National Planning Policy Framework

Part of Business of the House – in the House of Commons at 4:36 pm on 20th October 2011.

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Photo of John Glen John Glen Conservative, Salisbury 4:36 pm, 20th October 2011

I broadly support the intentions of this new framework. For far too long, the planning process has been riddled with uncertainty and ambiguity, leading to widespread misunderstanding and frustration. In particular, I welcome the simplification of the guidance from a bewildering 1,000-plus pages to a manageable 52 pages. I also welcome the removal of top-down pressure by the abolition of the unpopular regional spatial strategies. That has resulted in a reduction of 20% on the previous Government’s insistence that 12,400 houses should be built in south Wiltshire, where my constituency lies.

I also welcome the framework’s safeguards for the green belt, areas of outstanding national beauty and sites of special scientific interest, as well as the acknowledgement of the need to protect wildlife, biodiversity and our cultural heritage. However, I have considerable concern about how the principle of localism will work in reality. Frankly, the devil is in the detail, and the precise mechanisms for collating, calibrating and putting together local views to create a local core strategy need to be clarified.

In Salisbury, there was a decision on Hampton Park II four weeks ago. The Secretary of State overturned the decision by a local planning inspector, thereby approving the building of 525 homes, which has fundamentally undermined confidence in the planning process. That may be due in part to the previous Government’s determination to abolish the district council in Salisbury by amalgamating other district councils to form a Wiltshire unitary authority. The price of this change has been the perception of a considerable distancing in decision making, and that is particularly keenly felt in planning.

I wish to pay tribute to Councillors Moss and McLennan, who have done so much to champion the concerns of the Laverstock and Ford parish. Councillor McLennan expressed his views to me. He said that

“from a local perspective, the core strategy was a poisoned chalice. The forward-planners of Salisbury district, who morphed and increased under Wiltshire council to become ‘spatial planners’ had our strategic gap in the frame…However, we were negotiating until the remote spatial folk from Trowbridge overruled the locals.”

He recognises that other parishes will be able to determine the nature of the housing that should be built, but in this transitional period the consequences of unclear guidance have been devastating.

Specific concerns about the need to include a strategic gap—a piece of land that acts as a barrier between new planned development and the separate parish—have not been recognised. In fact, Ron Champion, chairman of Laverstock and Ford parish council has told me that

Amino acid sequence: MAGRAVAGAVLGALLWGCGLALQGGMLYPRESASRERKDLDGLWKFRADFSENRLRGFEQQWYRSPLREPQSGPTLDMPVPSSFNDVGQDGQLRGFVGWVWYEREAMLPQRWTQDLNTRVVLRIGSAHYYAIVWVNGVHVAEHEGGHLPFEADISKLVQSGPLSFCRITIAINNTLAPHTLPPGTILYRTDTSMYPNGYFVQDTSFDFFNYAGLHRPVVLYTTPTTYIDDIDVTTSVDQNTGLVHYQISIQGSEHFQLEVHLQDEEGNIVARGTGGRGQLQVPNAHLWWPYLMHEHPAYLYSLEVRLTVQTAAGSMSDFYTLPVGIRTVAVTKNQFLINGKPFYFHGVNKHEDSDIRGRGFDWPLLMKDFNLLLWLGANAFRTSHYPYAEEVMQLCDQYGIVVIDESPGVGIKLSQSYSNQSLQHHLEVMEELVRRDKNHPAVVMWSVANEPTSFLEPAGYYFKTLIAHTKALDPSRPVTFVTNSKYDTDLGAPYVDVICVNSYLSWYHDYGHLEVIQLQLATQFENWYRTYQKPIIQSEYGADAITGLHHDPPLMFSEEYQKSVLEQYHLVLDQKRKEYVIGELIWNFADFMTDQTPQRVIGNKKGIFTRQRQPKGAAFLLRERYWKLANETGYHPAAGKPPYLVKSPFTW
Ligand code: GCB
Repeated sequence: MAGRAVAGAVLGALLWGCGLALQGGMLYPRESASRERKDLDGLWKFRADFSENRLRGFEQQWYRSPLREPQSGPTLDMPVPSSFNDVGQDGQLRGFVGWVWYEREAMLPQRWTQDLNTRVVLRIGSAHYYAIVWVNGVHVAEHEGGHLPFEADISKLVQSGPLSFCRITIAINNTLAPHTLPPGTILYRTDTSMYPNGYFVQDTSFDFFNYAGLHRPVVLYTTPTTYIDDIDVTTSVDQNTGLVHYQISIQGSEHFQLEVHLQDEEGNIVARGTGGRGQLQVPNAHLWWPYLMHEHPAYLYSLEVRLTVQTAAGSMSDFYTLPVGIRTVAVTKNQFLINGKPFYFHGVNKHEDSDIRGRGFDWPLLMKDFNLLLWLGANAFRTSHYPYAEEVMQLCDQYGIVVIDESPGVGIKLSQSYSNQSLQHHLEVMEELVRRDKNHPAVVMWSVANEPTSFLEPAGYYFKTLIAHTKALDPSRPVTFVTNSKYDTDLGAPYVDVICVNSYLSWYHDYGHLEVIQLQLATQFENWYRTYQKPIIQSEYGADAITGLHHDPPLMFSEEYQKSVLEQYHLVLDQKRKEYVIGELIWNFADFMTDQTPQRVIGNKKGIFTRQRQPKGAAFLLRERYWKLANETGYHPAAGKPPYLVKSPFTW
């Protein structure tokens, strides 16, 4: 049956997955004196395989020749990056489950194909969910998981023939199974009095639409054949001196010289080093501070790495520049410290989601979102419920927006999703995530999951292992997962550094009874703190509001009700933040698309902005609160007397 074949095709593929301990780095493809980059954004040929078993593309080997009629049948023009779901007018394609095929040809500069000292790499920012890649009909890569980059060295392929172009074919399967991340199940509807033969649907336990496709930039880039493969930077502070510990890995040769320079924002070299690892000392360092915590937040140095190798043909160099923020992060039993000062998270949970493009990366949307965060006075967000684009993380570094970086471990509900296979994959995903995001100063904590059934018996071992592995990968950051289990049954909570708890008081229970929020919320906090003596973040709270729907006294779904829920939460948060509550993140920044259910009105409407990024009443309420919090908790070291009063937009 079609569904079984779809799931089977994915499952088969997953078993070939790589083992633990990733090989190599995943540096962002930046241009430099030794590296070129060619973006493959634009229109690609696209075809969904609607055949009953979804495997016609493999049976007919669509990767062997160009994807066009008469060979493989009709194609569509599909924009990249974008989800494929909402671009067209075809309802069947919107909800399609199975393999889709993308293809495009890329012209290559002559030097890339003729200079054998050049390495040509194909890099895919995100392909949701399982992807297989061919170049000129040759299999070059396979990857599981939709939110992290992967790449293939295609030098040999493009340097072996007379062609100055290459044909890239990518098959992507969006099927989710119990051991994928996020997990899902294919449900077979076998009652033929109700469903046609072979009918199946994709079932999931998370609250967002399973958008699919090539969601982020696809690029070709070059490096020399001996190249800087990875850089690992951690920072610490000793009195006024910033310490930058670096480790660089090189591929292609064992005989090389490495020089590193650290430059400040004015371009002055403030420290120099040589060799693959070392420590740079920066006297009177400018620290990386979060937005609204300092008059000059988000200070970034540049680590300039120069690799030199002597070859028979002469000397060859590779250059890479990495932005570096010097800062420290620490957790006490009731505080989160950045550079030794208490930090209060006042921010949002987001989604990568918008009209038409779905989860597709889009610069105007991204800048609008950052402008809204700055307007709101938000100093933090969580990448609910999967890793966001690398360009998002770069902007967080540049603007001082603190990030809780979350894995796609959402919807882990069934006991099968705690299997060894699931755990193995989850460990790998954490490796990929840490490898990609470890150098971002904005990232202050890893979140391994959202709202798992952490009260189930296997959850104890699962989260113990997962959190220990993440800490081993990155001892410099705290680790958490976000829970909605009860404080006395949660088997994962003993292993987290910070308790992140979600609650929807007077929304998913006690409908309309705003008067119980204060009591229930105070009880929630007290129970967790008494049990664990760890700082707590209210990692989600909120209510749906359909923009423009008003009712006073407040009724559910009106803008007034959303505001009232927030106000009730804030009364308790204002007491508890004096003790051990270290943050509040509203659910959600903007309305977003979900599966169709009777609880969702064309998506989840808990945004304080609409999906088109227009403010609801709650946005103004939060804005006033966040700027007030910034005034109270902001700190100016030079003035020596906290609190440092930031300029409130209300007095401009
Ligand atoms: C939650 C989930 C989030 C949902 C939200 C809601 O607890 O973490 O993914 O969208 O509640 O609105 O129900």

“the views of this parish have been wholly ignored in regards to the numbers appropriate for the development known as Hampton Park II and Wiltshire council got itself into a position of opposing a development of 500 homes on the site in front of one inspector—whilst supporting the 500 homes in front of another.”

The inadequacy of the consultation process on the development of the core strategy to replace the RSS has left a bitter taste. In essence, there is much confusion over the definition of the word “local”. When parishes are motivated to make, and indeed do make, a constructive, considered and meaningful contribution to a core strategy only to find that three weeks before it is formally adopted the Secretary of State overturns an individual planning decision by a local inspector on the basis that the core strategy is still awaited and so only limited weight to its provisions can be given, that means my local constituents’ views have, in effect, been set aside. That is how they see it.

My constituents are angry. They believe that the Secretary of State could have delayed this decision by a few weeks to await the protection that the core strategy could have provided, because it is in the detail of those provisions that good individual planning applications and decisions are enabled. My local parishioners were not saying, “No housing here.” They made a serious attempt to define the design qualities required to fit in with the local community’s wishes, but they now have a scheme, approved by a Minister, that is sub-optimally designed and does not fit with what is in the core strategy.

I ask the ministerial team to review the guidance and procedures adopted by the Department in handling appeals, so that when core strategies are not quite adopted some serious attempt is made to acknowledge what is in them and they can have a bearing on decisions made. I do not want any more of my constituents to say to me, “What does ‘localism’ mean? We did what was expected. The core strategy gave guidelines that contradict the logic of the Secretary of State’s decision and, had he known about it, it would have had some meaning.” The new framework must not simply be a codification of sensible rules for the future; it must also deal with the practical contradictions and realities of the present, and with the pipeline of unadopted core strategies that appear to give opportunistic home builders a smooth ride to build sub-optimal developments.